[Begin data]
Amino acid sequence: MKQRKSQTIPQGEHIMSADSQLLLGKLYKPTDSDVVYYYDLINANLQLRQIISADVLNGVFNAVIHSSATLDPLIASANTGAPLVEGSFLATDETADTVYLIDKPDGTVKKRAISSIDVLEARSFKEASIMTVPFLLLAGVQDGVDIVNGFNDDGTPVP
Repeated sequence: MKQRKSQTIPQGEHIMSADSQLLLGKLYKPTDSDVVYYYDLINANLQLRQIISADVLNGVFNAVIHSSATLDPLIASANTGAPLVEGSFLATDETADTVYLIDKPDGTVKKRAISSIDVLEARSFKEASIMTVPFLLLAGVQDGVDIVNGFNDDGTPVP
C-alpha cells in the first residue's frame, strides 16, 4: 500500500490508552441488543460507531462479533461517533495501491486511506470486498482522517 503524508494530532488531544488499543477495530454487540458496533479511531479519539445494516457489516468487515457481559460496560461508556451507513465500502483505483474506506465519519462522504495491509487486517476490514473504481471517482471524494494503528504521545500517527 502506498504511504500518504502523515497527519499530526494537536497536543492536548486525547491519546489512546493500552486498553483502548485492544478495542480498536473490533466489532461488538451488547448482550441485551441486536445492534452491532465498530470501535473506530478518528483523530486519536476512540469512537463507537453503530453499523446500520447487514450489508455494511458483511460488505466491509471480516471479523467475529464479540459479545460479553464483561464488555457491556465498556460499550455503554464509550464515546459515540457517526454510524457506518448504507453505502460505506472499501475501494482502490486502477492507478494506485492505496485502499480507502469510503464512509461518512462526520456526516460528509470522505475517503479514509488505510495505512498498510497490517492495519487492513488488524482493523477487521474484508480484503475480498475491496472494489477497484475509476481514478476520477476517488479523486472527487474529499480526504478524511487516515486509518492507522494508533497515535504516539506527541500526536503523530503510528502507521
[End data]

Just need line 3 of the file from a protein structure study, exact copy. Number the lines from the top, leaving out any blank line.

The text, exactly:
C-alpha cells in the first residue's frame, strides 16, 4: 500500500490508552441488543460507531462479533461517533495501491486511506470486498482522517 503524508494530532488531544488499543477495530454487540458496533479511531479519539445494516457489516468487515457481559460496560461508556451507513465500502483505483474506506465519519462522504495491509487486517476490514473504481471517482471524494494503528504521545500517527 502506498504511504500518504502523515497527519499530526494537536497536543492536548486525547491519546489512546493500552486498553483502548485492544478495542480498536473490533466489532461488538451488547448482550441485551441486536445492534452491532465498530470501535473506530478518528483523530486519536476512540469512537463507537453503530453499523446500520447487514450489508455494511458483511460488505466491509471480516471479523467475529464479540459479545460479553464483561464488555457491556465498556460499550455503554464509550464515546459515540457517526454510524457506518448504507453505502460505506472499501475501494482502490486502477492507478494506485492505496485502499480507502469510503464512509461518512462526520456526516460528509470522505475517503479514509488505510495505512498498510497490517492495519487492513488488524482493523477487521474484508480484503475480498475491496472494489477497484475509476481514478476520477476517488479523486472527487474529499480526504478524511487516515486509518492507522494508533497515535504516539506527541500526536503523530503510528502507521